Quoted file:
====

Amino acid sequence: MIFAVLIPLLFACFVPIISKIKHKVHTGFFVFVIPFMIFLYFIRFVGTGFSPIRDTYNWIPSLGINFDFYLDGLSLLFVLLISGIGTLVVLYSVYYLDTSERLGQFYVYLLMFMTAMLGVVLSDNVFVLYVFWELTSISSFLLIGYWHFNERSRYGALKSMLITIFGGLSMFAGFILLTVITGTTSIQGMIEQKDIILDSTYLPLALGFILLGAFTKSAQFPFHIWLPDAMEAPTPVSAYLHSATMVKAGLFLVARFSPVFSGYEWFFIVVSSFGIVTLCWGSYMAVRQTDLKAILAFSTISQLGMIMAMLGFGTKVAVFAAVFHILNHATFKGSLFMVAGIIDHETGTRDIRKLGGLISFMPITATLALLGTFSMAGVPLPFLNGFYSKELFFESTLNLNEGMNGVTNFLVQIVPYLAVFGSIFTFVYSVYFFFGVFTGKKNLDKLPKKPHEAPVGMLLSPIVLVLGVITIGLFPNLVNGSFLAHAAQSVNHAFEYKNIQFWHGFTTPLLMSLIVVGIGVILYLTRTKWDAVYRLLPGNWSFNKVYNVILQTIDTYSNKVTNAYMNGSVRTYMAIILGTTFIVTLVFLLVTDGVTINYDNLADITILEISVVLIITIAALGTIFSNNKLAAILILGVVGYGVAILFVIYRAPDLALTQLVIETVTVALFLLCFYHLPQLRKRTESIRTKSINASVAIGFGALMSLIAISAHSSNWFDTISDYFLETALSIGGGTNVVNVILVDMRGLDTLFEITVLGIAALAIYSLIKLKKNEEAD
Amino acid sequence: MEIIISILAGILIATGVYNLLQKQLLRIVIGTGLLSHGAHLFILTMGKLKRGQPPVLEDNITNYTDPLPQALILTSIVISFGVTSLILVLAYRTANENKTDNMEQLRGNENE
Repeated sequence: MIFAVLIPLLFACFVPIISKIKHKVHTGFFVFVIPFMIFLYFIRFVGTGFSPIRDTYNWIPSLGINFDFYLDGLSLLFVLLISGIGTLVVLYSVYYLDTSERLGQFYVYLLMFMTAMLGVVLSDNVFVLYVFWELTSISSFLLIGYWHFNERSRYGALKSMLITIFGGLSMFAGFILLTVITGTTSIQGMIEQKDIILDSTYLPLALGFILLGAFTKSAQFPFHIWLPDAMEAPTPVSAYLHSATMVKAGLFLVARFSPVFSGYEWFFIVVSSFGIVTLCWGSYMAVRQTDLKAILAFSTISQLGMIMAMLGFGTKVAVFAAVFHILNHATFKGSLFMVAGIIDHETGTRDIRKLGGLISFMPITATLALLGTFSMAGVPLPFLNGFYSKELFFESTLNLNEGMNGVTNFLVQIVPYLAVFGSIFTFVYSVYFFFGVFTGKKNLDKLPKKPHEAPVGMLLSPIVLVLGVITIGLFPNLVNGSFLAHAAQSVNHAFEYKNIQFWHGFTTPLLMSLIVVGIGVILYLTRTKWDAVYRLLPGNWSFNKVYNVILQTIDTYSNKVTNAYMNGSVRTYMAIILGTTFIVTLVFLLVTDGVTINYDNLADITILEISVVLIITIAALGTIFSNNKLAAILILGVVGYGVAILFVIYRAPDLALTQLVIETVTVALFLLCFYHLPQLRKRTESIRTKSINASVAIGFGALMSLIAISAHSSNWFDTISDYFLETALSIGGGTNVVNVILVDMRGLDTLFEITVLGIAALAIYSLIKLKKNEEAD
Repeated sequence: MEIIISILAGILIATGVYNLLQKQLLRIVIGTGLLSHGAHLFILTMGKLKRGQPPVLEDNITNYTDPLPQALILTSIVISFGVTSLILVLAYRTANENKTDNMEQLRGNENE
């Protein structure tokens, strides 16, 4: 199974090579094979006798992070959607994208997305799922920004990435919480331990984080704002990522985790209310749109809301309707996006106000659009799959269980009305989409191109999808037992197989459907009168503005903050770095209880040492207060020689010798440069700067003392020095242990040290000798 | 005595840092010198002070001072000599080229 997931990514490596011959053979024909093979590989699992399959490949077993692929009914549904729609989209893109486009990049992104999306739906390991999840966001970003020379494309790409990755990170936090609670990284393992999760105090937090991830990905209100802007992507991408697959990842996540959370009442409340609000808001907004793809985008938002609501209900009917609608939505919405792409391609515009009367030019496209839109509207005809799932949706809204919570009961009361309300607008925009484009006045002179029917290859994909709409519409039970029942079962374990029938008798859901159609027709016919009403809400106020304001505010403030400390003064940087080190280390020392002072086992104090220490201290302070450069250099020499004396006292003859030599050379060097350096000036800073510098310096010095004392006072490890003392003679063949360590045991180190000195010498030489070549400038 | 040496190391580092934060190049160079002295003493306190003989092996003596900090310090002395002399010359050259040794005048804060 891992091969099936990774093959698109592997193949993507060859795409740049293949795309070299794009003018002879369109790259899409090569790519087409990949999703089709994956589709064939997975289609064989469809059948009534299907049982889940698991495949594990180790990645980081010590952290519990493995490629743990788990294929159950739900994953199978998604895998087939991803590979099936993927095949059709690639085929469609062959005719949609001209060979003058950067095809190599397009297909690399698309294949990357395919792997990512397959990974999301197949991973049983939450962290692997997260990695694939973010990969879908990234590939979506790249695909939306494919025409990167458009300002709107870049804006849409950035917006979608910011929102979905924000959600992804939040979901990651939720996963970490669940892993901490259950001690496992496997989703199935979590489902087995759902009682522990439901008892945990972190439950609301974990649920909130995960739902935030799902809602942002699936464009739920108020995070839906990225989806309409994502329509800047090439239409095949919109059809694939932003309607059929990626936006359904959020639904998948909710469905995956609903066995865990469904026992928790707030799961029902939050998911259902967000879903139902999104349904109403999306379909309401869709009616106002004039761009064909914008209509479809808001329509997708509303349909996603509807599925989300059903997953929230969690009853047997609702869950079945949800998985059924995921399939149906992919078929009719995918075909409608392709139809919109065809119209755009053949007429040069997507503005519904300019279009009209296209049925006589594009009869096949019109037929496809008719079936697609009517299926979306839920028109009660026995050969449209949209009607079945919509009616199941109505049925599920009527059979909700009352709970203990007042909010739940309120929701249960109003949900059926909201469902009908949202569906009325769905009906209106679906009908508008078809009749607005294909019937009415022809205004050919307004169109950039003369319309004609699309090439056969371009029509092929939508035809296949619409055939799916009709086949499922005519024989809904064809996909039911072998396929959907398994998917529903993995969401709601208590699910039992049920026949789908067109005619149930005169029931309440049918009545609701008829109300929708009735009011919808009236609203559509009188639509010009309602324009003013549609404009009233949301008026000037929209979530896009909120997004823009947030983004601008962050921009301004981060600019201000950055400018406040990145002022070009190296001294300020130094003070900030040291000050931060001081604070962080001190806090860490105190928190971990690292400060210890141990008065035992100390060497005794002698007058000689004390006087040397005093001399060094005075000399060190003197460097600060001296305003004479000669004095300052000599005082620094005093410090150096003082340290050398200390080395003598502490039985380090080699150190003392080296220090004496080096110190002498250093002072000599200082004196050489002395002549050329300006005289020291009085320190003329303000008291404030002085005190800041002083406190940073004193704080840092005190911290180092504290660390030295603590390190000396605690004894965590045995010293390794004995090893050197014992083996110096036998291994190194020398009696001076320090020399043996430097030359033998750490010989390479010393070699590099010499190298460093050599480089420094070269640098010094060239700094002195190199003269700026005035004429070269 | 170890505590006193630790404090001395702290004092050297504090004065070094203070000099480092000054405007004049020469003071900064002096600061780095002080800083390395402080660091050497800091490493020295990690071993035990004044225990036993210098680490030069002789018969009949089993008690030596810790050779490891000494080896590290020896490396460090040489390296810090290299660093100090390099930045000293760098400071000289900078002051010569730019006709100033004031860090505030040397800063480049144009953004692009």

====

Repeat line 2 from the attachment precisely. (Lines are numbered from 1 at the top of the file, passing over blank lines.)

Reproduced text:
Amino acid sequence: MEIIISILAGILIATGVYNLLQKQLLRIVIGTGLLSHGAHLFILTMGKLKRGQPPVLEDNITNYTDPLPQALILTSIVISFGVTSLILVLAYRTANENKTDNMEQLRGNENE